TEXT), they are discarded, as are certain other control characters,
    depending on the text-file format of the computer where Kermit is running
    (so, for example, carriage returns are discarded by C-Kermit but not by
    K-95).

    - Frank

  6. Re: missing bytes...

    It worked fine. I guess made some mistake in haste.

    Thanks for all your help.


    fdc@sesame.cc.columbia.edu (Frank da Cruz) wrote in message news:...
    > In article ,
    > icurmt wrote:
    > : I tried it and it gave the same result as before. The NUL chars were
    > : ignored.
    > :
    > How do you know it didn't work? What kind of connection is it? Where
    > are the NUL characters coming from?
    >
    > When I do it here, it works:
    >
    > fopen /write \%c foo
    > if fail stop
    > while true {
    > input 5
    > if fail break
    > fwrite /char \%c \v(inchar)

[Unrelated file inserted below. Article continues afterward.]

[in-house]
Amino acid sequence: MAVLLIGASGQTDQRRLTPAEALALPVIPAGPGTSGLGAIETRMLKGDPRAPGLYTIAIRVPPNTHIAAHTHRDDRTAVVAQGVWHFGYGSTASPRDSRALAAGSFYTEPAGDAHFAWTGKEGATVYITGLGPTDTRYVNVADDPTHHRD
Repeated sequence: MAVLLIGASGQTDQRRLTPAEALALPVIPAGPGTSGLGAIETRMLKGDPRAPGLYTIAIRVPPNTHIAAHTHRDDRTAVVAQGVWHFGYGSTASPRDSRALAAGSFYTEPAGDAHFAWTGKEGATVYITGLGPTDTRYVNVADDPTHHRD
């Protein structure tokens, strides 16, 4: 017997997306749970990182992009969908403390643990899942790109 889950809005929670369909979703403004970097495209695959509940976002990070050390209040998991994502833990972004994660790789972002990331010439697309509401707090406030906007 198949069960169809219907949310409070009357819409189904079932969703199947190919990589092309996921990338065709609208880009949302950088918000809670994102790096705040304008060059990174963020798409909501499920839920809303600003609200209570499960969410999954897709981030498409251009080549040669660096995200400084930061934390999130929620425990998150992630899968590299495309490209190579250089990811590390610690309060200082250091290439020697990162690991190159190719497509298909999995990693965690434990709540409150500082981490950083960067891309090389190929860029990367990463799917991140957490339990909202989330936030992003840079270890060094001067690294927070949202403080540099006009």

> }
    > fclose \%c
    >
    > The "foo" file has NUL characters in it, just where they are supposed to
    > be, none missing.
    >
    > : However, something I dont understand here is that session log
    > : which is set as "set session-log binary" doesn't have the NUL
    > : character in it as well. Well, not sure, but possibly cause it logs
    > : the same (\v(input) buffer.
    > :
    > SET SESSION-LOG BINARY tells Kermit to record every incoming character,
    > including NULs, and it does. The session log is separate from \v(input).
    > Incoming characters go straight to a file, not to a C string, so NULs
    > are not a problem. However, by default (i.e. when SESSION-LOG is set to
    > TEXT), they are discarded, as are certain other control characters,
    > depending on the text-file format of the computer where Kermit is running
    > (so, for example, carriage returns are discarded by C-Kermit but not by
    > K-95).
    >
    > - Frank